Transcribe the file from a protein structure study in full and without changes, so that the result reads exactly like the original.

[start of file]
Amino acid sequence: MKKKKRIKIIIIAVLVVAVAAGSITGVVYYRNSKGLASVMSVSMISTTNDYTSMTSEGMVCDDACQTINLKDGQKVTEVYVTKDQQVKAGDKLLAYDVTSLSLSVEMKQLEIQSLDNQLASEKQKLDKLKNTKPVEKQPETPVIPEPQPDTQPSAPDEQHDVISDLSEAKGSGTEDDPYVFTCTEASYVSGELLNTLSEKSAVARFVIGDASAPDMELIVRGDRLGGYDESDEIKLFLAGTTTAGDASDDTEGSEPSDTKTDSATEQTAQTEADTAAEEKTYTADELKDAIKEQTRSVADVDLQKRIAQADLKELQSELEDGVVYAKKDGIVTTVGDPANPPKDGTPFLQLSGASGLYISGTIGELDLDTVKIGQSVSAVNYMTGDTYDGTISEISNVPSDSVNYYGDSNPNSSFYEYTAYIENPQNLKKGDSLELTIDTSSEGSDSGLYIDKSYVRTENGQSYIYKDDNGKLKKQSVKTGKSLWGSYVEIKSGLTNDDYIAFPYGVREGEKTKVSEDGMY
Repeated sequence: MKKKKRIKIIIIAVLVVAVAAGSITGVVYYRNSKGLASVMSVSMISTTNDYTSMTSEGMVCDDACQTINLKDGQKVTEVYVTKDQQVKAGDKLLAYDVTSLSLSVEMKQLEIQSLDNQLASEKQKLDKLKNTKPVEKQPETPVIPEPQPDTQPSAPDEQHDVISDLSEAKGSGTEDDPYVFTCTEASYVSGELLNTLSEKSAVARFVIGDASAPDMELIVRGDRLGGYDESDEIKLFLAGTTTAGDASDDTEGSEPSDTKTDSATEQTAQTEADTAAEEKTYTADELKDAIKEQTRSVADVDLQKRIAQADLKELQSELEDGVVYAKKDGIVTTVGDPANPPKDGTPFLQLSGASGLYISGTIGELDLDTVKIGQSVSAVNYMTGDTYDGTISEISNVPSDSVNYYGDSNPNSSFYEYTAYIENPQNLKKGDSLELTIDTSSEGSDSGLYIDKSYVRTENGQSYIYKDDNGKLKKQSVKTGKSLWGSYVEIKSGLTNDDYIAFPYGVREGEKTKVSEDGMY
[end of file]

Amino acid sequence: MKKKKRIKIIIIAVLVVAVAAGSITGVVYYRNSKGLASVMSVSMISTTNDYTSMTSEGMVCDDACQTINLKDGQKVTEVYVTKDQQVKAGDKLLAYDVTSLSLSVEMKQLEIQSLDNQLASEKQKLDKLKNTKPVEKQPETPVIPEPQPDTQPSAPDEQHDVISDLSEAKGSGTEDDPYVFTCTEASYVSGELLNTLSEKSAVARFVIGDASAPDMELIVRGDRLGGYDESDEIKLFLAGTTTAGDASDDTEGSEPSDTKTDSATEQTAQTEADTAAEEKTYTADELKDAIKEQTRSVADVDLQKRIAQADLKELQSELEDGVVYAKKDGIVTTVGDPANPPKDGTPFLQLSGASGLYISGTIGELDLDTVKIGQSVSAVNYMTGDTYDGTISEISNVPSDSVNYYGDSNPNSSFYEYTAYIENPQNLKKGDSLELTIDTSSEGSDSGLYIDKSYVRTENGQSYIYKDDNGKLKKQSVKTGKSLWGSYVEIKSGLTNDDYIAFPYGVREGEKTKVSEDGMY
Repeated sequence: MKKKKRIKIIIIAVLVVAVAAGSITGVVYYRNSKGLASVMSVSMISTTNDYTSMTSEGMVCDDACQTINLKDGQKVTEVYVTKDQQVKAGDKLLAYDVTSLSLSVEMKQLEIQSLDNQLASEKQKLDKLKNTKPVEKQPETPVIPEPQPDTQPSAPDEQHDVISDLSEAKGSGTEDDPYVFTCTEASYVSGELLNTLSEKSAVARFVIGDASAPDMELIVRGDRLGGYDESDEIKLFLAGTTTAGDASDDTEGSEPSDTKTDSATEQTAQTEADTAAEEKTYTADELKDAIKEQTRSVADVDLQKRIAQADLKELQSELEDGVVYAKKDGIVTTVGDPANPPKDGTPFLQLSGASGLYISGTIGELDLDTVKIGQSVSAVNYMTGDTYDGTISEISNVPSDSVNYYGDSNPNSSFYEYTAYIENPQNLKKGDSLELTIDTSSEGSDSGLYIDKSYVRTENGQSYIYKDDNGKLKKQSVKTGKSLWGSYVEIKSGLTNDDYIAFPYGVREGEKTKVSEDGMY